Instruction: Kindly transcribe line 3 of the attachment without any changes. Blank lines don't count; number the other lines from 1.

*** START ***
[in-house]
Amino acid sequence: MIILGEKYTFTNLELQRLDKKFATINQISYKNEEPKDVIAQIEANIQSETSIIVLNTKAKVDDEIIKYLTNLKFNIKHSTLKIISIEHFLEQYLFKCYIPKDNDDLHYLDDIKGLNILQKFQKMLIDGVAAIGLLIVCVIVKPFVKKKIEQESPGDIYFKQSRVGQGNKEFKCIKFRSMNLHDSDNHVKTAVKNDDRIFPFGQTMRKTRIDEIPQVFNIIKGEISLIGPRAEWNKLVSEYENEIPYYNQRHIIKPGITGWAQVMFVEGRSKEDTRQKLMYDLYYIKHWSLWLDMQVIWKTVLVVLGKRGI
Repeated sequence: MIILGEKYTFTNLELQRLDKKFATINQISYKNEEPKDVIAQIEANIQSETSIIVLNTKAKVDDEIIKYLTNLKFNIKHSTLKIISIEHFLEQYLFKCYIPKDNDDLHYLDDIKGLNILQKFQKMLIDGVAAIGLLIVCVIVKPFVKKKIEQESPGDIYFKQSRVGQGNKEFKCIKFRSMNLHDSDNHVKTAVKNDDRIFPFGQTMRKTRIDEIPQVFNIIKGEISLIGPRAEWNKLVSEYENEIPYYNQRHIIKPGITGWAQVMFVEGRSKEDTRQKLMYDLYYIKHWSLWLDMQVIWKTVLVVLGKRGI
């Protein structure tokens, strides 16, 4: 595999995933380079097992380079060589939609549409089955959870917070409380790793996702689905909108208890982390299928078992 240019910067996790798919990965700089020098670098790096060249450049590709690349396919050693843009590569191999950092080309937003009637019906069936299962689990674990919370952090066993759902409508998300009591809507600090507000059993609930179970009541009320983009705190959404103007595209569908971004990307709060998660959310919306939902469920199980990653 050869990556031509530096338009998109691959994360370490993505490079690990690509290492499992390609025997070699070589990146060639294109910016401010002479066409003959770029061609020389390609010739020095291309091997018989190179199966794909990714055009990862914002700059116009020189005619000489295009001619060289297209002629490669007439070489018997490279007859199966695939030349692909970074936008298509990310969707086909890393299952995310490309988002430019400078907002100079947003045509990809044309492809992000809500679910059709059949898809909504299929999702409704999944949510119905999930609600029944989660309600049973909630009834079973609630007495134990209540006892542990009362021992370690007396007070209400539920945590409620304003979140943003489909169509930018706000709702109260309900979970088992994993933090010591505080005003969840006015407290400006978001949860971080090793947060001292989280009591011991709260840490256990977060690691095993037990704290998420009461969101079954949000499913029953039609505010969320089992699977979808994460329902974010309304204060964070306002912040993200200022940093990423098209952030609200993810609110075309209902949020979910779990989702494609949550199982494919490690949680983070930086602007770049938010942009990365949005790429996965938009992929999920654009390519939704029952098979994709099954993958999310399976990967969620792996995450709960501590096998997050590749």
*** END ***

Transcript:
Repeated sequence: MIILGEKYTFTNLELQRLDKKFATINQISYKNEEPKDVIAQIEANIQSETSIIVLNTKAKVDDEIIKYLTNLKFNIKHSTLKIISIEHFLEQYLFKCYIPKDNDDLHYLDDIKGLNILQKFQKMLIDGVAAIGLLIVCVIVKPFVKKKIEQESPGDIYFKQSRVGQGNKEFKCIKFRSMNLHDSDNHVKTAVKNDDRIFPFGQTMRKTRIDEIPQVFNIIKGEISLIGPRAEWNKLVSEYENEIPYYNQRHIIKPGITGWAQVMFVEGRSKEDTRQKLMYDLYYIKHWSLWLDMQVIWKTVLVVLGKRGI